Diagnosis & Treatment of
Menopausal Bleeding

Perimenopause means “around menopause” and refers to the time during which your body makes the natural transition to menopause, marking the end of the reproductive years. Perimenopause is also called the menopausal transition.

​Women start perimenopause at different ages. You may notice signs of progression toward menopause, such as menstrual irregularity, sometime in your 40s. But some women notice changes as early as their mid-30s.

 The level of estrogen, the main female hormone in your body, rises and falls unevenly during perimenopause. Your menstrual cycles may lengthen or shorten, and you may begin having menstrual cycles in which your ovaries don’t release an egg (ovulate). You may also experience menopause-like symptoms, such as hot flashes, sleep problems and vaginal dryness. Treatments are available to help ease these symptoms.

Once you’ve gone through 12 consecutive months without a menstrual period, you’ve officially reached menopause, and the perimenopause period is over.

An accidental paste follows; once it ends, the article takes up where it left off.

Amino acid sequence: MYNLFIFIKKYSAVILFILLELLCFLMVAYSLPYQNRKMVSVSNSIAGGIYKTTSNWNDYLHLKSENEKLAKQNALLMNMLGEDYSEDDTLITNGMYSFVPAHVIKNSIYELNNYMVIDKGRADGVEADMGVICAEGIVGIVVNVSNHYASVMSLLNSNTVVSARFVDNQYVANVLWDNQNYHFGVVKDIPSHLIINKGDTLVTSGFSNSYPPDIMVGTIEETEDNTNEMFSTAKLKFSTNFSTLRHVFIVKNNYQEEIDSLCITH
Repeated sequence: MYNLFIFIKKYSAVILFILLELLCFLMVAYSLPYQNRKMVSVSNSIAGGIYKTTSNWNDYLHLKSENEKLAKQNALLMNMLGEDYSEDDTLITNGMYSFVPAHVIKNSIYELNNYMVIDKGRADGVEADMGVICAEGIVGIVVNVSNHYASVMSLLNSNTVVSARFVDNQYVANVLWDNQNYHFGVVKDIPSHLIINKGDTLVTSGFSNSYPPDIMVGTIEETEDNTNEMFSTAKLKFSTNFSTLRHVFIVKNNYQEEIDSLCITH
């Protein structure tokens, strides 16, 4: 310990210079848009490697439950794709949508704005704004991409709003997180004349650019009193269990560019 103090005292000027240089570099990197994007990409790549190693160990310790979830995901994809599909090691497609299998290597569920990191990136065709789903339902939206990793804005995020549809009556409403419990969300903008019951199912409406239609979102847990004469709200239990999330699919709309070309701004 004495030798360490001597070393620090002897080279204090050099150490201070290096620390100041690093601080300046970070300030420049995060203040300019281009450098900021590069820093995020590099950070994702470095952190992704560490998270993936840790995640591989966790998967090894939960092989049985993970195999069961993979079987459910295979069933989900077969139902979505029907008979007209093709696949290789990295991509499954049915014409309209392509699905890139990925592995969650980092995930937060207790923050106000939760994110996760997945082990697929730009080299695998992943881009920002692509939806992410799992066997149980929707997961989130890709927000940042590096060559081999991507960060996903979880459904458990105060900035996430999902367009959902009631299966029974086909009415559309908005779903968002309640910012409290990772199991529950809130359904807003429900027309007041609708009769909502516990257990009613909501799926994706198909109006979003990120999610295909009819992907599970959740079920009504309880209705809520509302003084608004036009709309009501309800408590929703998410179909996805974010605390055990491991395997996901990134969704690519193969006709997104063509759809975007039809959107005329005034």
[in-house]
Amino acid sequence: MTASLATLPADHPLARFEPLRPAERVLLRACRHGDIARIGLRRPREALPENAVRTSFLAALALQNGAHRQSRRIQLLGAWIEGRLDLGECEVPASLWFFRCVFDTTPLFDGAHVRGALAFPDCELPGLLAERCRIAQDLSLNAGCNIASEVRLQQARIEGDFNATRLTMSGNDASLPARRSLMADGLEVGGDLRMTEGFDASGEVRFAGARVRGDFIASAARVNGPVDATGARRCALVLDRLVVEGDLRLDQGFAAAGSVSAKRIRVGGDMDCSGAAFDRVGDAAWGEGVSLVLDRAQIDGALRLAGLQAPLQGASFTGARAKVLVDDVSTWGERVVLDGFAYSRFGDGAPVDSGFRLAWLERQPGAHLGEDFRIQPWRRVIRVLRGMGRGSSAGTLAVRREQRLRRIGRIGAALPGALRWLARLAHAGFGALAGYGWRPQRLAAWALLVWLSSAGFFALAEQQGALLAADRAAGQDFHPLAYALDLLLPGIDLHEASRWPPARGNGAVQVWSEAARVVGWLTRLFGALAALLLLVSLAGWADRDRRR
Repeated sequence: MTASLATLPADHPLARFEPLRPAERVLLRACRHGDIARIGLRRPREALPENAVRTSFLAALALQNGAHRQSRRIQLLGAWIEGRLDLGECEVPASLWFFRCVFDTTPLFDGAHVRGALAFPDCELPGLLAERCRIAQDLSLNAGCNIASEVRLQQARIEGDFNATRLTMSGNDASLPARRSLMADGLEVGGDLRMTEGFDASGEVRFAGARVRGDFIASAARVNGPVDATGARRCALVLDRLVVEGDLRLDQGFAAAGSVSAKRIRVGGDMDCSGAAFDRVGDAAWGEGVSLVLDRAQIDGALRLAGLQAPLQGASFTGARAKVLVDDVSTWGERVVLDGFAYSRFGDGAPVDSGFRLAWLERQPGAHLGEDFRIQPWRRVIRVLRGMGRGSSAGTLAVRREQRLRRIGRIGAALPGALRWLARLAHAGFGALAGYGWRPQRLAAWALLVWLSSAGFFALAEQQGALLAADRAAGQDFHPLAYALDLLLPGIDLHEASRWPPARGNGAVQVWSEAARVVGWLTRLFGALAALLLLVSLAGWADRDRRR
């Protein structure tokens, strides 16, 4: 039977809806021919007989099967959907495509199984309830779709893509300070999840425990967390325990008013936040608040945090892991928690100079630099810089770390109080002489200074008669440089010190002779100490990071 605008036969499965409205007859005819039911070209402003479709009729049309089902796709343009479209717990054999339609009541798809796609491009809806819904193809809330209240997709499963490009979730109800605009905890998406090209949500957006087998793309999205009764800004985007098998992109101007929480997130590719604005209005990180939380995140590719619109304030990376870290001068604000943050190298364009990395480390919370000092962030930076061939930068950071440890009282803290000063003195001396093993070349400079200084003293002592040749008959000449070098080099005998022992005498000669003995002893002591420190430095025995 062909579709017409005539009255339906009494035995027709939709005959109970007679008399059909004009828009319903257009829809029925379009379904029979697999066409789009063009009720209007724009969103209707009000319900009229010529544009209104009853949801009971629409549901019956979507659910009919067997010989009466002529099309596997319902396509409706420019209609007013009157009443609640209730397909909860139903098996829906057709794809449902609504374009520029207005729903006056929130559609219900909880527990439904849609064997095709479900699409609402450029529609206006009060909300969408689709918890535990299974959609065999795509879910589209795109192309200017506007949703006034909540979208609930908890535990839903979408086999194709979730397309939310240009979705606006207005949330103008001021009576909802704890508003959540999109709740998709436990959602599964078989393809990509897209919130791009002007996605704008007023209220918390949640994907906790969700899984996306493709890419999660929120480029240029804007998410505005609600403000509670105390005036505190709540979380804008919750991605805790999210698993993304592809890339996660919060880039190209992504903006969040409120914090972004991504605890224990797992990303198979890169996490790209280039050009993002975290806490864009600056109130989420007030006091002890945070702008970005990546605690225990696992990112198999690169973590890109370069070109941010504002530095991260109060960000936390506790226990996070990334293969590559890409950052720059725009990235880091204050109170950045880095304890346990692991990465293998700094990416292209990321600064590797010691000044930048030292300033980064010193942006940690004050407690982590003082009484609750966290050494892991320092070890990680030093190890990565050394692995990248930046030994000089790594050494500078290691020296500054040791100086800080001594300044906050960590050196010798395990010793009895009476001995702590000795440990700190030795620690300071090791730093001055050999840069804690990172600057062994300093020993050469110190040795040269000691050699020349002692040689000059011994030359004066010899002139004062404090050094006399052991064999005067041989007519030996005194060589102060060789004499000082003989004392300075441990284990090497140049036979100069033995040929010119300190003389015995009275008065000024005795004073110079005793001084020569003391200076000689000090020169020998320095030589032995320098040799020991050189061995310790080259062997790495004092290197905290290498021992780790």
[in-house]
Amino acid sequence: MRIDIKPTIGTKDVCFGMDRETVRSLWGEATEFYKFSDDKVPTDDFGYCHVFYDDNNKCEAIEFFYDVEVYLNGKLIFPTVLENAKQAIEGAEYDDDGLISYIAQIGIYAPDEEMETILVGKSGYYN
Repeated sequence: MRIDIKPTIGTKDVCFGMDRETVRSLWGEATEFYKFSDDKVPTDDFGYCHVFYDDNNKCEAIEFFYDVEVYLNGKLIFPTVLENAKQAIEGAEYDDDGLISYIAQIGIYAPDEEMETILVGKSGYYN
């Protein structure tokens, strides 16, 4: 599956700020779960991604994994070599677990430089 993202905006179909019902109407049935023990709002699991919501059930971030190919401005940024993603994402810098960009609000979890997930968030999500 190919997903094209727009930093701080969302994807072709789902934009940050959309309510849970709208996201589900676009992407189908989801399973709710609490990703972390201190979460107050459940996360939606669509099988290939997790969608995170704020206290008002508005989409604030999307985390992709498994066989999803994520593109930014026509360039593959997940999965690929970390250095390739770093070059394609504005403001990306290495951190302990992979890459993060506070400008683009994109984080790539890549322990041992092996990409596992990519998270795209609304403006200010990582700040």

​Irregular periods are a hallmark of perimenopause. Most of the time this is normal and nothing to be concerned about. However, see Dr. Portera if:

Bleeding is extremely heavy — you’re changing tampons or pads every hour or two for several hours

Bleeding lasts longer than seven days.

Bleeding occurs between periods.

Periods regularly occur less than 21 days apart.

Signs such as these may indicate there’s a problem with your reproductive system that requires diagnosis and treatment by Dr. Portera.

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Center for Urinary and Pelvic Disorders
6215 Humphreys Blvd.
Suite 110
Memphis, TN 38120

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